A Sears catalog house in East Wilson?

408 North Reid Street.

Reader Mela Sims identified the house at 408 North Reid Street as a Sears Honor Bilt catalog home (or facsimile) — the Barrington Model — which explains the dwelling’s unique lines among others in the neighborhood.

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“The Barrington retains the dignity of an old English home and has the practical interior of modern American architecture. Whether you consider economy, beauty or convenience as of first importance, The Barrington home assuredly meets these and every point of merit with satisfaction. Exterior features at once stamp the mark of quality. The well balanced projection at the front forms the entrance, leading to it is a tapestry brick terrace, which is equipped with a porch seat. Sided with wide shingles and exposed fireplace chimney.”

Thank you, Mela! Catalog page courtesy of antique-home.com. Photo by Lisa Y. Henderson, 2016.


  1. The Millhouse at 109 W. Lee St. Is also a Sears Catalog house. Used to have a windmill store in yard. First Coca Cola dealer in Wilson. Owned by the Millhouse family.

  2. Thank you for the great article, Lisa! Also, in reply to Kate, that is really interesting. I looked at the house on Google maps, and both the Lee St. and Reid St. homes appear to be of the Barrington model. Montgomery Ward made a house of a similar style in 1930, called the “Maywood”. However, looking at the Ward plans, the intricate fireplace (on both of these) is a giveaway that these houses are either the Barrington model from the Sears catalog or were pretty well copied. The Maywood also had a rectangular window above the entryway; whereas the Barrington has a 6-sided window. Both these homes have or had a 6-sided window. The house on Reid St. has a vent where the window should be, but it is still retains the 6-sided shape.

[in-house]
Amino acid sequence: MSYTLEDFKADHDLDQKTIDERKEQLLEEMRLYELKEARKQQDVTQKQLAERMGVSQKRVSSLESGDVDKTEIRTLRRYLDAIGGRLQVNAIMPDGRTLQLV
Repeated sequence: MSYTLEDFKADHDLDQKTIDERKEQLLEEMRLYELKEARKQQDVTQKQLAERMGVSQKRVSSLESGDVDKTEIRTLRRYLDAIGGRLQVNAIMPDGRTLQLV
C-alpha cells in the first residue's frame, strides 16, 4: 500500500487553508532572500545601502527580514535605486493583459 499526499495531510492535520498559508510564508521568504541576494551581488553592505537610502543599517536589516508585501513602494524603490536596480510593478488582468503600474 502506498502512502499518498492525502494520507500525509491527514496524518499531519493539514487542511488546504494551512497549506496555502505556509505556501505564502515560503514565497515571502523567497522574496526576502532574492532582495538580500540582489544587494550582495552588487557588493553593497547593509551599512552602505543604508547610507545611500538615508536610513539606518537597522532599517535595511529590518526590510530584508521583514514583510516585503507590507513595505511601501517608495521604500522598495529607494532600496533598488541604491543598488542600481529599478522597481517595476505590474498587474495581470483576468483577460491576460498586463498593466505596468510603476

I’ve been trying to see how many more of the East Wilson houses in particular are kit homes. There were multiple companies making kit homes, and if I happen to stumble upon more, I’ll share.

    1. Thank you! It’s tragic that Sears’ records were destroyed, making attribution difficult. It is clear that that the form is spot on, though, and the house was built in the right timeframe.

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